Sale Funeral Home and Chapel

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Constructional Review Article

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Reprinted from the Constructional Review Volume 66 No. 3 August 1993

FUNERAL HOME

LOCATION - Maffra Road, Sale, Victoria
CLIENT - Lecora Pty Ltd
ARCHITECT - Craig A Rossetti Pty Ltd
CONSULTING ENGINEERS
Structural - Richard Lingard and Associates
Mechanical - Peter George and Associates
LANDSCAPE ARCHITECT - Cathryn Rush
BUILDER - Lemchens and Skulte Pty Ltd
CONCRETE MASONRY MANUFACTURER - Stratblox
COST- $750 000
COST/m2 - $1100

[Constructional Review Front Cover]
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The choice of sand blasted tilt-up concrete panels and concrete blockwork for construction of this funeral home was for three specific reasons: aesthetics, acoustics and cost. In the process of the design the architect embraced the character of the materials in their natural state to create a building which fulfilled his ideals of subtlety and a non-domestic image for the project. He neither resorted to mouldings, mock-pediments, nor even paint, relying instead on dramatic form for his imagery.

He felt that the interior wall finishes should be subtle, in order not to distract the mourners from the focus of their grief, but nevertheless should have a certain complexity. Stone could have been an obvious choice but sandblasted concrete was used in preference due to its lack of associations, subtle texture and light reflectance. Concretes ability to reflect sound was used to advantage to subdue extraneous conversation which could be disturbing.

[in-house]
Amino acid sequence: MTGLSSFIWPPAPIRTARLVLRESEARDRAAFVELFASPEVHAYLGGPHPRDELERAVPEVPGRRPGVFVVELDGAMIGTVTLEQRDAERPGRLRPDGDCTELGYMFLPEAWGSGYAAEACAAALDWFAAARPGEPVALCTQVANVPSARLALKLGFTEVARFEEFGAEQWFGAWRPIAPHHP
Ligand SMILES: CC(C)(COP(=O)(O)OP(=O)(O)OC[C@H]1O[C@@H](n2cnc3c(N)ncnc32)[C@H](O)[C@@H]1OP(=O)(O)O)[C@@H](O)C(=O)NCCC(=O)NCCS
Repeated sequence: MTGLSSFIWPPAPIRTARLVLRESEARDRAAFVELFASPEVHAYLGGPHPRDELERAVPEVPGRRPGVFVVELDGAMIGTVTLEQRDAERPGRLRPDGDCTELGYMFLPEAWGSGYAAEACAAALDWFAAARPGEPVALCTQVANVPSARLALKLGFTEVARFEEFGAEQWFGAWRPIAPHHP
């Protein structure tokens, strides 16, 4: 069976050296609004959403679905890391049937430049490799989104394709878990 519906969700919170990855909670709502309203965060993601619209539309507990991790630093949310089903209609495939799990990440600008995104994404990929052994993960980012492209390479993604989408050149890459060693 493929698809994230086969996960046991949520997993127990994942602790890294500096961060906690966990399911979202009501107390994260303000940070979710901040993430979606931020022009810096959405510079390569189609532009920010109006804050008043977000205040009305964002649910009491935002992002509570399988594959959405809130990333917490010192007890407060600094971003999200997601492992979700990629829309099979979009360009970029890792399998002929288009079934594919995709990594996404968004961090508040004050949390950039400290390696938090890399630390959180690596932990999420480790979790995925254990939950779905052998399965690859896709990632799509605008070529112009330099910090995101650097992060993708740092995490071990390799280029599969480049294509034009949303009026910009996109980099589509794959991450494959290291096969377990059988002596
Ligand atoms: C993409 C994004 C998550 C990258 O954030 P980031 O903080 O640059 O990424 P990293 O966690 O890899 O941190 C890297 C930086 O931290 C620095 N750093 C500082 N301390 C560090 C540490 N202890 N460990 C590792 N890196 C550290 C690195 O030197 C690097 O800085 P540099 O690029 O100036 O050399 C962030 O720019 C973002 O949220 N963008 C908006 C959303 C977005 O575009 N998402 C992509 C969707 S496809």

As well the materials selected and construction system used allowed the building to be completed for a cost of $1100/m2 despite its large spaces and special furniture. fittings and finishes.

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. The fan-shaped chapel stands in front of the offices and workshops of the funeral home. The fan-shaped form is derived from the six large tilt-up panels that form the freestanding walls of the chapel. The angled, self-bracing, load bearing panels are tied together by the steel roof framing. The structure behind is of fair faced concrete masonry as an external skin to a framed internal skin lined with plasterboard which conceals a light steel support structure. The raft slab which provides the floor and footings to this area was used as the casting bed for the tilt-up panels which were stack cast in pairs. The maximum panel size was 7.5 m high x 5.5 m long and 175 mm thick. Panels weighed up to 16 t and were erected in one day using a 30 t capacity crane. A four point lift was used employing Burke lifting accessories.

The panels were lowered onto dowel pins cast into pad footings, restraint was provided by the floor slab which was placed subsequently. The panels were sandblasted after erection and prior to the installation of the roof structure, glazing and fittings.

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